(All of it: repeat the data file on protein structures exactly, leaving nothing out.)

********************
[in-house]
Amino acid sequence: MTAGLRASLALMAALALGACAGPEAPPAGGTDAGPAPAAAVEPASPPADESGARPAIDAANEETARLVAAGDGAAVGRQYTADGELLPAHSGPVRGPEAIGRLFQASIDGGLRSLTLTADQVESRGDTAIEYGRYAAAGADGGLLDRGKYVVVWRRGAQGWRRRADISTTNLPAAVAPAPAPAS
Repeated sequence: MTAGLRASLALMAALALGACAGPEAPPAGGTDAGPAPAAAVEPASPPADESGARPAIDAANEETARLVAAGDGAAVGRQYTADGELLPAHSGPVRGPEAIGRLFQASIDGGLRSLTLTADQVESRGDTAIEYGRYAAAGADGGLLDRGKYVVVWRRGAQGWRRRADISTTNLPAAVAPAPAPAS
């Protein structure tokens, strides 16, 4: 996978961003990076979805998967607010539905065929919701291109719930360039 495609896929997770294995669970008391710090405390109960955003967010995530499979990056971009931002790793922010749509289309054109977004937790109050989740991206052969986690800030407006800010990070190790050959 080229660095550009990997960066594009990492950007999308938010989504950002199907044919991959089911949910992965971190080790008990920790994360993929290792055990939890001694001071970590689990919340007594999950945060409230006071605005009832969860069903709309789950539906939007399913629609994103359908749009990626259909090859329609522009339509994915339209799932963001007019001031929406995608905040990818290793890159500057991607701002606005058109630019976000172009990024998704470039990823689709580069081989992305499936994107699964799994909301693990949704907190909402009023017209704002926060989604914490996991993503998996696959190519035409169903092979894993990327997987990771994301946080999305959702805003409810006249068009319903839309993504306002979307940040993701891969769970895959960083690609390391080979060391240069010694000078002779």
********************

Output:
[in-house]
Amino acid sequence: MTAGLRASLALMAALALGACAGPEAPPAGGTDAGPAPAAAVEPASPPADESGARPAIDAANEETARLVAAGDGAAVGRQYTADGELLPAHSGPVRGPEAIGRLFQASIDGGLRSLTLTADQVESRGDTAIEYGRYAAAGADGGLLDRGKYVVVWRRGAQGWRRRADISTTNLPAAVAPAPAPAS
Repeated sequence: MTAGLRASLALMAALALGACAGPEAPPAGGTDAGPAPAAAVEPASPPADESGARPAIDAANEETARLVAAGDGAAVGRQYTADGELLPAHSGPVRGPEAIGRLFQASIDGGLRSLTLTADQVESRGDTAIEYGRYAAAGADGGLLDRGKYVVVWRRGAQGWRRRADISTTNLPAAVAPAPAPAS
């Protein structure tokens, strides 16, 4: 996978961003990076979805998967607010539905065929919701291109719930360039 495609896929997770294995669970008391710090405390109960955003967010995530499979990056971009931002790793922010749509289309054109977004937790109050989740991206052969986690800030407006800010990070190790050959 080229660095550009990997960066594009990492950007999308938010989504950002199907044919991959089911949910992965971190080790008990920790994360993929290792055990939890001694001071970590689990919340007594999950945060409230006071605005009832969860069903709309789950539906939007399913629609994103359908749009990626259909090859329609522009339509994915339209799932963001007019001031929406995608905040990818290793890159500057991607701002606005058109630019976000172009990024998704470039990823689709580069081989992305499936994107699964799994909301693990949704907190909402009023017209704002926060989604914490996991993503998996696959190519035409169903092979894993990327997987990771994301946080999305959702805003409810006249068009319903839309993504306002979307940040993701891969769970895959960083690609390391080979060391240069010694000078002779």